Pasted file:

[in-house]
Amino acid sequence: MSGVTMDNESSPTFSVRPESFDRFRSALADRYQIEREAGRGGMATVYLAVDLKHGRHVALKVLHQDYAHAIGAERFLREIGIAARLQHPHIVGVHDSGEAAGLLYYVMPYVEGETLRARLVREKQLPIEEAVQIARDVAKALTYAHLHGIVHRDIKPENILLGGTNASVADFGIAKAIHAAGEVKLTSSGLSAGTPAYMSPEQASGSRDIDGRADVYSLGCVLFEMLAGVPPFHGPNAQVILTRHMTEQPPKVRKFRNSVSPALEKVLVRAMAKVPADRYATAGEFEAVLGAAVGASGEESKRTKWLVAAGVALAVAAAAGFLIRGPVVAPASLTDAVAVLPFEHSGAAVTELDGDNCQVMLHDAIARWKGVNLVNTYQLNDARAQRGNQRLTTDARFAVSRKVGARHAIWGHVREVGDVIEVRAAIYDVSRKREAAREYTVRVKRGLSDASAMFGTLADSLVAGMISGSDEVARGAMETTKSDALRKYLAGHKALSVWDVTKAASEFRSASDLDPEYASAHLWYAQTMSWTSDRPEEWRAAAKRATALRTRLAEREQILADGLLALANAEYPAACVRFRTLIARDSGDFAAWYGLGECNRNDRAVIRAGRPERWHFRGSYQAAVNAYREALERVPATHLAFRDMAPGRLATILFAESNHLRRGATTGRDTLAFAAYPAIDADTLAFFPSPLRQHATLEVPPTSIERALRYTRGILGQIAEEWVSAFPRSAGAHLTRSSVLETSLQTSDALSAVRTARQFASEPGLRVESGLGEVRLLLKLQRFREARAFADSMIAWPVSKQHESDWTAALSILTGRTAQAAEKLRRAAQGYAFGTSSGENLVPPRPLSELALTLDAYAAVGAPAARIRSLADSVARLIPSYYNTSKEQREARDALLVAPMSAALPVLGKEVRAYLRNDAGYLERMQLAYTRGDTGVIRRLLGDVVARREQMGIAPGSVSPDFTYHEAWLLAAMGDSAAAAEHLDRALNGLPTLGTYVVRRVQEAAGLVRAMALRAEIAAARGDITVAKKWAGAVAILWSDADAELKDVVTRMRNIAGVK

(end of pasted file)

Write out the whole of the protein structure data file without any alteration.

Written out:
[in-house]
Amino acid sequence: MSGVTMDNESSPTFSVRPESFDRFRSALADRYQIEREAGRGGMATVYLAVDLKHGRHVALKVLHQDYAHAIGAERFLREIGIAARLQHPHIVGVHDSGEAAGLLYYVMPYVEGETLRARLVREKQLPIEEAVQIARDVAKALTYAHLHGIVHRDIKPENILLGGTNASVADFGIAKAIHAAGEVKLTSSGLSAGTPAYMSPEQASGSRDIDGRADVYSLGCVLFEMLAGVPPFHGPNAQVILTRHMTEQPPKVRKFRNSVSPALEKVLVRAMAKVPADRYATAGEFEAVLGAAVGASGEESKRTKWLVAAGVALAVAAAAGFLIRGPVVAPASLTDAVAVLPFEHSGAAVTELDGDNCQVMLHDAIARWKGVNLVNTYQLNDARAQRGNQRLTTDARFAVSRKVGARHAIWGHVREVGDVIEVRAAIYDVSRKREAAREYTVRVKRGLSDASAMFGTLADSLVAGMISGSDEVARGAMETTKSDALRKYLAGHKALSVWDVTKAASEFRSASDLDPEYASAHLWYAQTMSWTSDRPEEWRAAAKRATALRTRLAEREQILADGLLALANAEYPAACVRFRTLIARDSGDFAAWYGLGECNRNDRAVIRAGRPERWHFRGSYQAAVNAYREALERVPATHLAFRDMAPGRLATILFAESNHLRRGATTGRDTLAFAAYPAIDADTLAFFPSPLRQHATLEVPPTSIERALRYTRGILGQIAEEWVSAFPRSAGAHLTRSSVLETSLQTSDALSAVRTARQFASEPGLRVESGLGEVRLLLKLQRFREARAFADSMIAWPVSKQHESDWTAALSILTGRTAQAAEKLRRAAQGYAFGTSSGENLVPPRPLSELALTLDAYAAVGAPAARIRSLADSVARLIPSYYNTSKEQREARDALLVAPMSAALPVLGKEVRAYLRNDAGYLERMQLAYTRGDTGVIRRLLGDVVARREQMGIAPGSVSPDFTYHEAWLLAAMGDSAAAAEHLDRALNGLPTLGTYVVRRVQEAAGLVRAMALRAEIAAARGDITVAKKWAGAVAILWSDADAELKDVVTRMRNIAGVK